1 2 3 4 5 6 7 8 UNITED STATES DISTRICT COURT 9 NORTHERN DISTRICT OF CALIFORNIA 11 For the Northern District of California United States District Court 10 ALYSIA ANN FOWLER, 12 13 Plaintiff, No. C 12-04869 DMR ORDER GRANTING DEFENDANT’S MOTION TO DISMISS v. 14 WELLS FARGO BANK, 15 Defendant. ___________________________________/ 16 17 Defendant Wells Fargo Bank, N.A., moves pursuant to Federal Rule of Civil Procedure 12(b) 18 to dismiss Plaintiff Alysia A. Fowler’s first amended complaint for lack of subject matter 19 jurisdiction or, in the alternative, for failure to state a claim. Plaintiff brings suit in her capacity as 20 successor trustee of the Beverly Ann Hector Trust Dated September 30, 2004. She alleges that 21 Defendant lacked legal authority to initiate foreclosure of property owned by her deceased mother. 22 Having considered the parties’ papers and oral argument, as well as relevant authority, the court 23 grants Defendant’s motion and dismisses this case. 24 25 26 27 28 I. BACKGROUND AND PROCEDURAL HISTORY 1 On June 8, 2007, Beverly Ann Hector and the Beverly Ann Hector Trust Dated September 2 30, 2004 (“the Trust”; together, “the Borrowers”)1 took out a $375,000.00 mortgage (“the 3 Mortgage”) from World Savings Bank, FSB. (Def.’s RJN Ex. A.) The Mortgage was evidenced by 4 a promissory note secured by a deed of trust against the real property located at 725 Blossom Way, 5 Hayward, California (“the Property”).2 (Am. Compl. ¶ 6; Def.’s RJN Exs. A (Mortgage Note) at 1, 6 B (Deed of Trust) at 1-2.) The Deed of Trust named the Trust as borrower and World Savings Bank, 7 FSB, its successors and/or assignees as lender and beneficiary. (Def.’s RJN Ex. B.) World Savings 8 Bank, FSB, a federal savings bank, was renamed Wachovia Mortgage, FSB on December 31, 2007. 9 (Def.’s RJN Exs. C, D.3) On November 1, 2009, the bank was converted to a national bank with the name Wells Fargo Bank Southwest, N.A., and merged into Defendant. (Def.’s RJN Ex. E.4) The 11 For the Northern District of California United States District Court 10 Borrowers began to miss payments on the Mortgage in November 2011, and NDex West, LLC, “an 12 13 14 15 16 17 1 Plaintiff is the daughter of Beverly Ann Hector and successor trustee of the Trust. (Am. Compl. ¶ 6.) 2 18 19 20 21 22 23 The court takes judicial notice of the Mortgage Note and Deed of Trust in Defendant’s Request for Judicial Notice, [Docket No. 8], because these documents and their contents are “fact[s] that [are] not subject to reasonable dispute because [they] . . . (2) can be accurately and readily determined from sources whose accuracy cannot reasonably be questioned.” Fed. R. Evid. 201(b); see Gamboa v. Tr. Corps & Cent. Mortg. Loan Servicing Co., No. 09-0007 SC, 2009 WL 656285, at *3 (N.D. Cal. Mar. 12, 2009) (noting that deeds of trust are “part of the public record and are easily verifiable”). The court also may consider the Mortgage Note because it is a document upon which Plaintiff’s complaint “necessarily relies.” See Marder v. Lopez, 450 F.3d 445, 448 (9th Cir. 2006) (“A court may consider evidence on which the complaint ‘necessarily relies’ if: (1) the complaint refers to the document; (2) the document is central to the plaintiff's claim; and (3) no party questions the authenticity of the copy attached to the 12(b)(6) motion.” (citation omitted)). 3 24 25 26 The court takes judicial notice of Exhibits C and D of Defendant’s Request for Judicial Notice because the documents therein “reflect[] official acts of the executive branch of the United States, and are judicially noticeable pursuant to Rule 201(b)(2) of the Federal Rules of Evidence.” Hague v. Wells Fargo Bank, N.A., No. 11-2366 TEH, 2011 WL 3360026, at *1 n.2 (N.D. Cal. Aug. 2, 2011) (citations omitted). 4 27 28 The court takes judicial notice of Exhibit E of Defendant’s Request for Judicial Notice because the document “reflect[s] official acts of the executive branch of the United States, and [is] judicially noticeable pursuant to Rule 201(b)(2) of the Federal Rules of Evidence.” Hague, 2011 WL 3360026, at *1 n.2 (citations omitted). 2 1 agent for the beneficiary [Defendant],” recorded the Notice of Default on August 2, 2012. (Def.’s 2 RJN Ex. F;5 see Am. Compl. ¶ 21.) 3 On August 17, 2012, Plaintiff, as an individual and in her capacity as beneficiary of the 4 Trust, brought suit against Defendant in Alameda County Superior Court, stating fifteen causes of 5 action.6 On September 17, 2012, Defendant removed the case to federal court on the basis of 6 diversity jurisdiction. [See Docket No. 1.] On September 24, 2012, Defendant moved to dismiss for 7 lack of subject matter jurisdiction, or in the alternative, failure to state a claim. [Docket No. 7.] On 8 November 13, 2012, the court granted the motion and dismissed the complaint with leave to amend. 9 [Docket No. 17.] Plaintiff filed her Amended Complaint on December 14, 2012, bringing suit in her capacity 11 For the Northern District of California United States District Court 10 as trustee of the Trust. [Docket No. 22.] She challenges the foreclosure of the Property, bringing six 12 causes of action: (1) negligence, (2) quasi-contract, (3) violation of the Fair Debt Collection 13 Practices Act (“FDCPA”), 15 U.S.C. § 1692 et seq., (4) violation of California’s unfair competition 14 law (“UCL”), Cal. Bus. & Prof. Code § 17200, (5) accounting, and (6) a request for declaratory 15 relief. At the hearing, Plaintiff’s counsel confirmed that all of these claims are premised solely on 16 Plaintiff’s assertion that Defendant failed to properly securitize the Mortgage into a trust (the 17 “Securitized Trust”) according to the terms of a Pooling and Servicing Agreement (“PSA”) executed 18 by Wells Fargo Asset Securities Corporation, as seller, Defendant, as master servicer, and Wachovia 19 20 5 21 22 The court takes judicial notice of Exhibit F of Defendant’s Request for Judicial Notice because the document therein is “part of the public record and are easily verifiable.” Gamboa, 2009 WL 656285, at *3. 6 23 24 25 26 27 28 Plaintiff alleged the following: violation of California Civil Code § 2923.5 (failure to properly record notice of default); negligence; negligence per se; intentional infliction of emotional distress; violation of California Civil Code § 1632 (failure to translate loan documents or provide interpreter at time of signing); violation of California Business and Professions Code § 17200 (unfair competition); violation of California Civil Code § 1916.7(b)(4)(B) (failure to properly amortize loan, increasing loanto-value ratio); breach of fiduciary duty; contractual breach of implied covenant of good faith and fair dealing; violation of California Civil Code § 1920 (failure to meet minimum requirements regarding disclosure of rate changes in mortgage document); violation of California Business and Professions Code § 10241.3 (failure to provide plaintiff with copy of appraisal when appraisal fee was charged); fraud and conspiracy to commit fraud under California Civil Code § 1572; violation of California Commercial Code § 9313 (failure to perfect security interest in Deed of Trust); an action to quiet title; and a request for declaratory relief. (Compl. ¶¶ 67-174.) 3 1 Bank, N.A., as trustee.7 (See Am. Compl. ¶¶ 49, 58, 64, 69, 75(g), 86; Def.’s RJN Ex. G.) 2 Specifically, Plaintiff alleges that Defendant did not timely deposit the promissory note and the 3 Mortgage into the Securitized Trust, and therefore Defendant did not properly securitize the 4 Mortgage. (Am. Compl. ¶ 26.) According to Plaintiff, because Defendant did not properly 5 securitize the Mortgage, “Wells Fargo Bank did not acquire any . . . interest in Plaintiff’s Note and 6 Mortgage . . . and has no right to collect mortgage payments, demand mortgage payments, or report 7 derogatorily against Plaintiff’s credit.” (Am. Compl. ¶ 18.) 8 Defendant again moves to dismiss pursuant to Federal Rules of Civil Procedure 12(b)(1) and of action, that the Home Owners’ Loan Act of 1933 (“HOLA”), 12 U.S.C. § 1461 et seq., preempts 11 For the Northern District of California 12(b)(6). (See Def.’s Mot. 2-3.) Defendant argues that Plaintiff lacks standing to bring her causes 10 United States District Court 9 Plaintiff’s claims, and that the claims for negligence, quasi contract, UCL violations, and accounting 12 suffer from additional “fatal defects.” (Def.’s Mot. 1.) The court held a hearing on February 14, 13 2013. 14 II. LEGAL STANDARDS 15 A. 16 A court will dismiss a party’s claim for lack of subject-matter jurisdiction “only when the Dismissal for Lack of Subject Matter Jurisdiction 17 claim is so insubstantial, implausible, foreclosed by prior decisions of th[e Supreme] Court, or 18 otherwise completely devoid of merit as not to involve a federal controversy.” Steel Co. v. Citizens 19 for a Better Env’t, 523 U.S. 83, 89 (1998) (citation and quotation marks omitted); see Fed. R. Civ. P. 20 12(b)(1). When reviewing a 12(b)(1) motion, the court sculpts its approach according to whether the 21 motion is “facial or factual.” White v. Lee, 227 F.3d 1214, 1242 (9th Cir. 2000). A facial challenge, 22 such as the motion at bar, asserts that “the allegations contained in a complaint are insufficient on 23 their face to invoke federal jurisdiction.” Safe Air for Everyone v. Meyer, 373 F.3d 1035, 1039 (9th 24 Cir. 2004). When evaluating a facial attack on the court’s subject matter jurisdiction, the court 25 “must accept all of the plaintiff's factual allegations as true.” Dreier v. United States, 106 F.3d 844, 26 847 (9th Cir. 1996) (citations and quotation marks omitted). 27 B. Dismissal for Failure to State a Claim 28 7 Plaintiff does not purport to be a party to or beneficiary of the PSA. (Am. Compl. ¶ 29.) 4 1 When reviewing a motion to dismiss for failing to state a claim pursuant to Federal Rule of 2 Civil Procedure 12(b)(6), the court also must “accept as true all of the factual allegations contained 3 in the complaint,” Erickson v. Pardus, 551 U.S. 89, 94 (2007) (per curiam) (citation omitted), and 4 may dismiss the case “only where there is no cognizable legal theory” or there is an absence of 5 “sufficient factual matter to state a facially plausible claim to relief.” Shroyer v. New Cingular 6 Wireless Servs., Inc., 622 F.3d 1035, 1041 (9th Cir. 2010) (citing Ashcroft v. Iqbal, 556 U.S. 662, 7 677-78 (2009) (citation and quotation marks omitted)). A claim has facial plausibility when a 8 plaintiff “pleads factual content that allows the court to draw the reasonable inference that the 9 defendant is liable for the misconduct alleged.” Iqbal, 556 U.S. at 678 (citation omitted). In other words, the facts alleged to demonstrate an “entitle[ment] to relief require[] more than labels and 11 For the Northern District of California United States District Court 10 conclusions, and a formulaic recitation of the elements of a cause of action will not do.” Bell Atl. 12 Corp. v. Twombly, 550 U.S. 544, 555 (2007) (first brackets in original) (quotation marks omitted) 13 (citing Papasan v. Allain, 478 U.S. 265, 286 (1986)); see Lee v. City of L.A., 250 F.3d 668, 679 (9th 14 Cir. 2001) (“Conclusory allegations of law . . . are insufficient to defeat a motion to dismiss.” 15 (citation omitted)), overruled on other grounds by Galbraith v. Cnty. of Santa Clara, 307 F.3d 1119, 16 1125-26 (9th Cir. 2002). 17 As a general rule, a court may not consider “any material beyond the pleadings” when ruling 18 on a Rule 12(b)(6) motion. Lee, 250 F.3d at 688 (citation and quotation marks omitted). However, 19 the court may consider extrinsic evidence without converting the motion into a motion for summary 20 judgment in two circumstances. Id. (citation omitted); see Fed. R. Civ. P. 12(d) (“If, on a motion 21 under Rule 12(b)(6) . . . , matters outside the pleadings are presented to and not excluded by the 22 court, the motion must be treated as one for summary judgment under Rule 56.”). First, the court 23 may examine “material which is properly submitted as a part of the complaint.” Lee, 250 F.3d at 24 688 (citation and quotation marks omitted). If a document’s authenticity is not contested and the 25 complaint “necessarily relies” on it, the court may take that document into account even if it is not 26 physically attached to the complaint. Id. (citation and quotation marks omitted). Second, the court 27 may take judicial notice of “matters of public record” pursuant to Federal Rule of Evidence 201. Id. 28 at 688-89 (citation and quotation marks omitted); see Holder v. Holder, 305 F.3d 854, 866 (9th Cir. 2002). 5 1 III. DISCUSSION 2 A. 3 Standing is a “jurisdictional issue[] deriving from the requirement of a case or controversy 4 under Article III” of the United States Constitution. Doe No. 1 v. Reed, 697 F.3d 1235, 1238 (9th 5 Cir. 2012) (brackets in original) (citation and quotation marks omitted). A plaintiff must have 6 suffered an “injury in fact” to have standing. Lujan v. Defenders of Wildlife, 504 U.S. 555, 560 7 (1992). An injury in fact is an “invasion of a legally protected interest which is (a) concrete and 8 particularized, and (b) actual or imminent, not conjectural or hypothetical.” Id. (citing Allen v. 9 Wright, 468 U.S. 737, 751 (1984); Whitmore v. Arkansas, 495 U.S. 149, 155 (1990)) (internal Plaintiff’s Standing to Bring Suit quotation marks omitted). The party bringing the action bears the burden of establishing standing. 11 For the Northern District of California United States District Court 10 DaimlerChrysler Corp. v. Cuno, 547 U.S. 332, 333 (2006). If a plaintiff lacks standing, 12 the court has no subject matter jurisdiction over the case and must dismiss it. See Cole v. Oroville 13 Union High Sch. Dist., 228 F.3d 1092, 1099 (9th Cir. 2000). 14 Although the Ninth Circuit has not ruled on this issue, it is well settled in this district that a 15 plaintiff lacks standing to bring claims premised on the theory that a defendant failed to comply with 16 the terms of a PSA when the plaintiff is neither “a party to, nor a third-party beneficiary of, that 17 agreement.” Tall v. Mortg. Elec. Registration Sys., Inc., No. C 12-05348 WHA, 2012 WL 6680183, 18 at *4 (N.D. Cal. Dec. 21, 2012) (citing Ganesan v. GMAC Morg., LLC, No. C 12-1935 MEJ, 2012 19 WL 4901440, at *4 (N.D. Cal. Oct. 15, 2012); McGough v. Wells Fargo Bank, N.A., No. C 12-0050 20 TEH, 2012 WL 2277931, at *4-5 (N.D. Cal. June 18, 2012)); accord Trinh v. Citibank, N.A., No. 21 5:12-CV-03902 EJD, 2012 WL 6574860, at *3 (N.D. Cal. Dec. 17, 2012) (rejecting plaintiff’s claim 22 that defendant improperly foreclosed property due to failure to securitize mortgage by closing date 23 in PSA) (“This court concludes – as it and many other courts have previously – that Plaintiff cannot 24 plead plausible causes of action base on a violation of the PSA due to lack of standing.”). 25 Plaintiff conceded during the motion hearing that she is neither a party to nor beneficiary of 26 the PSA. (Am. Compl. ¶ 29; accord Def.’s RJN Ex. G.) Furthermore, she conceded at oral argument 27 that each of her claims rests solely on the theory that Defendant failed to abide by the terms of the 28 PSA and, therefore, improperly securitized the Mortgage. According to Plaintiff, Defendant’s failure to properly securitize the Mortgage deprived Defendant of any interest in the Mortgage. 6 1 Therefore, Plaintiff argues, Defendant lacked an interest in the Mortgage and did not have legal 2 authority to collect payments from or initiate foreclosure proceedings against Plaintiff. Because 3 Plaintiff is not a party to nor beneficiary of the PSA, and because all of Plaintiff’s claims rest solely 4 on an alleged breach of the PSA, Plaintiff lacks standing to bring any of her causes of action. 5 6 IV. Conclusion For the reasons above, the court finds that Plaintiff lacks standing to bring the claims within 7 her Amended Complaint. The legal flaw that results in Plaintiff’s lack of standing cannot be 8 addressed through an amendment. The court therefore dismisses the case without leave to amend. 13 TED GRAN DONNA M. RYU M. Ryu United StateseMagistrate Judge Donna dg ER 16 17 18 19 20 21 22 23 24 25 26 27 28 7 A H 15 Ju LI 14 R NIA S UNIT ED 12 RT For the Northern District of California Dated: February 22, 2013 NO United States District Court 11 IT IS SO ORDERED. RT U O 10 S DISTRICT TE C TA FO 9 N F D IS T IC T O R C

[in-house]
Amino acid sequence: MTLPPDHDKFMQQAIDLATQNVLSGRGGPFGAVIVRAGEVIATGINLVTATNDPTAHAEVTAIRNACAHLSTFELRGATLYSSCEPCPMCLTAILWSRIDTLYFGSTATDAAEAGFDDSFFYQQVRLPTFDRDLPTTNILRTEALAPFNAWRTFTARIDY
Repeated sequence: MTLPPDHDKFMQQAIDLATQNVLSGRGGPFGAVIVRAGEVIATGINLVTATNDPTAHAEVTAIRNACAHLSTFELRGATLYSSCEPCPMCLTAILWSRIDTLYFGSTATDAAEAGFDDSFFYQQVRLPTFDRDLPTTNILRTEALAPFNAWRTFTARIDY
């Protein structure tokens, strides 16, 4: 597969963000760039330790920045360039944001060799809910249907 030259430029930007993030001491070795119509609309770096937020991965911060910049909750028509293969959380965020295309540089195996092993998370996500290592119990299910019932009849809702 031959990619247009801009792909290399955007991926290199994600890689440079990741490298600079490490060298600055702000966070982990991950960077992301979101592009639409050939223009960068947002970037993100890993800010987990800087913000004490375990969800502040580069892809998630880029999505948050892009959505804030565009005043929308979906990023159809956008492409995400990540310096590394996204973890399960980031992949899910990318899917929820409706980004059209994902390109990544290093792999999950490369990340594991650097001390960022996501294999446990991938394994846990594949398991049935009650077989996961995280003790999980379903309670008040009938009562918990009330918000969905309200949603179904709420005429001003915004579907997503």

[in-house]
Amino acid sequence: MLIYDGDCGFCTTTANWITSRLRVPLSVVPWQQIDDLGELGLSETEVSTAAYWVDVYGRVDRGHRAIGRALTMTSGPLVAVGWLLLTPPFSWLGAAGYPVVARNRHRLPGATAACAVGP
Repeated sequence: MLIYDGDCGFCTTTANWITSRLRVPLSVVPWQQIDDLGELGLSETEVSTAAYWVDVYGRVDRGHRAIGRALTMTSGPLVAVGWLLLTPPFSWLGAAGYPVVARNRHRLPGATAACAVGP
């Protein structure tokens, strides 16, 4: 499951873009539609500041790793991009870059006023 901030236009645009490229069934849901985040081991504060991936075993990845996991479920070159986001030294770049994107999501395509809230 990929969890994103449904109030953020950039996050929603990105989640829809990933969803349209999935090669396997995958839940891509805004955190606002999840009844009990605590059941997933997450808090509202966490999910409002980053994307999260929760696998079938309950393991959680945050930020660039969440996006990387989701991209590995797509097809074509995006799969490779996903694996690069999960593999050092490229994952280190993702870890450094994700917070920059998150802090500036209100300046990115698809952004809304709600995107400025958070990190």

Disclaimer: Justia Dockets & Filings provides public litigation records from the federal appellate and district courts. These filings and docket sheets should not be considered findings of fact or liability, nor do they necessarily reflect the view of Justia.

Why Is My Information Online?